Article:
STUDIO 666 (2022)

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Studio 666

STUDIO 666 (2022)
Directed by BJ McDonnell

For their tenth studio album, frontman Dave Grohl decides the Foo Fighters should record somewhere different and, with the help of their record label boss, discover the perfect property in Encino, California, in which to do it. Little do they know that, decades earlier, a rock band met their grisly end inside the house.

With Dave loving the acoustics of the property, they start to work on their new tracks. Unfortunately, however awesome the house’s sound may be, Dave feels uninspired by the licks he’s creating until he discovers a mysterious, unfinished record in the basement of the property, recorded by a band named Dream Widow. With renewed vigour and inspiration, he gets the band together to bash out the greatest song the world has yet to hear.

With the ever increasing running time of the song, Dave’s obsession with recording the music, no matter the time of day, causes his bandmates to grow concerned about his welfare, particularly his mental state. Feeling that something ain’t right and with bodies beginning to pile up on the property, they realise that they may have to pay for this new album with their lives.

Following in the footsteps of Kiss, who starred in their own film Kiss Meets the Phantom of the Park, the Foo Fighters have decided to broaden their ever-increasing reach by hitting the screens of horror audiences across the globe with STUDIO 666.

Perhaps the movie is simply a vehicle for frontman Dave Grohl to pedal his heavier thrash metal sound in the form of Dream Widow, which he subsequently released as an album following the theatrical release of STUDIO 666. So, is the movie merely a promotional tool for the Foo Fighters, who are usually known for their middle-of-the-road mainstream rock, or is there some merit to the film?

Well, colour me surprised because I found STUDIO 666 quite an enjoyable slice of horror fun! From the offset, Grohl and the gang show they’re there to have fun and not take themselves too seriously, with the bandmates happy to joke and take the mick out each other. There’s a sprinkle of toilet humour and knob jokes amongst them, one of which really did make me chuckle out loud, but there’s also some good, genuine laughs provided in the form of how prima donna-ish bands can be. Slayer’s guitarist Kerry King makes an appearance as a roadie for the Foo Fighters who Grohl instructs to move the snare drum inch by inch, or centimetre in some cases, so that he can find the perfect spot to attain the right sound. It’s a tedious moment for King’s Krug, whilst Grohl hams it up as his alternate self who’s obsession over the perfect sound must be met with absolute precision.

Kerry King isn’t the only famous face you may notice in the film. Horror fans will be pleased to see the Master of Horror, John Carpenter, helping the Foos capture their sound as a recording engineer at the property. He has a few scenes and speaking parts as part of his minor role, but fortunately he’s well clear of the band by the time things really turn south.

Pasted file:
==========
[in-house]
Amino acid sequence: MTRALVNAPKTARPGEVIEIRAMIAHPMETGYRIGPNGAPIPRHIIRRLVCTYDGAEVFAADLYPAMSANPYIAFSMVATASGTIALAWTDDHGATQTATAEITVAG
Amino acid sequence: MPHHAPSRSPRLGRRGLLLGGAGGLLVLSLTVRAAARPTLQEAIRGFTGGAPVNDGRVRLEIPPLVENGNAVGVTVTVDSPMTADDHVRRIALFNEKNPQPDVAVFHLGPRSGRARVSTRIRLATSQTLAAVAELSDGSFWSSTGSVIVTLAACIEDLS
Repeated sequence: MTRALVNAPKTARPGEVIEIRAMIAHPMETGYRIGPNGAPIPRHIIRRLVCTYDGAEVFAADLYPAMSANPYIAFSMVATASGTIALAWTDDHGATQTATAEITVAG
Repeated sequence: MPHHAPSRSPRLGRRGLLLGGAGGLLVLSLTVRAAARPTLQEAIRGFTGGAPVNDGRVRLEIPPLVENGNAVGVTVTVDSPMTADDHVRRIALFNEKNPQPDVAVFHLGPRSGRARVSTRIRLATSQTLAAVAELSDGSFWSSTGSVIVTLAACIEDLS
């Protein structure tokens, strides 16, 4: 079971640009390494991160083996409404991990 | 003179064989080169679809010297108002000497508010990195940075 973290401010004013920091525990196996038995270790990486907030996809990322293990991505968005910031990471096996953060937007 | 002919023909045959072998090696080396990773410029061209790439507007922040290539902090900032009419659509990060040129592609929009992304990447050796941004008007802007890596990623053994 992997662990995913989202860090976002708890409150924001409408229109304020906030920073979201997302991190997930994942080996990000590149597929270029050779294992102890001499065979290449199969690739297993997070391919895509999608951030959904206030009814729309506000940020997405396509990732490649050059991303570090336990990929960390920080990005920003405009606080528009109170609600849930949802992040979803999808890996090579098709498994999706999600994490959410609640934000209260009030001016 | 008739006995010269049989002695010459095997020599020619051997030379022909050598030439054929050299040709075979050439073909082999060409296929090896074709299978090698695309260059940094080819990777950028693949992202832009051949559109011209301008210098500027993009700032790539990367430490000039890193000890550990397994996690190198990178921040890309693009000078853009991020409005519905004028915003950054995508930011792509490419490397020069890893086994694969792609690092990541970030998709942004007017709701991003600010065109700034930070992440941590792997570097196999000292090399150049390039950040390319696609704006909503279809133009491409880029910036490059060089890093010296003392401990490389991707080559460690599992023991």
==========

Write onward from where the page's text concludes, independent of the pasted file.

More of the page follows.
Having the full Foo Fighters band as the core stars of the film was bound to have its hits and misses. Dave Grohl and Taylor Hawkins are two of the more relaxed stars, being no stranger to appearing as different roles in the Foo Fighters music videos in years gone by (Learn To Fly anyone?), whilst some of the other bandmates feel a little stiff and stilted, though it can’t be held too much against them. Keyboard player Rami Jaffee looks the most natural on screen and fooled me into thinking he was a legit comedic actor at times and bounces well off supporting actress Whitney Cummings who stars as interfering neighbour Samantha.

The film itself is quite bittersweet as sadly Foo’s drummer Taylor Hawkins passed away during its theatrical run. Although it’s hard not to feel some sort of sadness, Hawkins looks like he had a ball making the film and often provides a lot of humour in the scenes.

Watching the movie with my horror goggles on, I was surprised how gory STUDIO 666 could be at times. A fine example of this is during the opener when a female member of a band, played by Scream 2022’s Jenna Ortega, gets to see a hammer up-close. Though it weakens off during the middle, the violence ramps up in the latter third of the film with some pretty wicked scenes if blood and gore are your thing. Intertwined with the splatter is a neat little story that, whilst nothing new, is enough to keep even the mildest horror enthusiast interested which will surely be a blessing for Foo Fighters fans from all backgrounds.

STUDIO 666 surpassed my expectations for a movie revolving around a rock band and, whilst it’s likely one that will fade into memory, it has the charm and attitude to entertain.

Rating: ★★★★★★½☆☆☆

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About Bat 4417 Articles
I love practical effects, stop-motion animation and gore, but most of all I love a good story! I adore B-movies and exploitation films in many of their guises and also have a soft spot for creature features. I review a wide range of media including movies, TV series, books and videogames. I'm a massive fan of author Hunter S. Thompson and I enjoy various genre of videogames with Kingdom Hearts and Harvest Moon two of my all time favs. Currently playing: The Witcher 3: Wild Hunt, Yakuza Zero and Mafia III.

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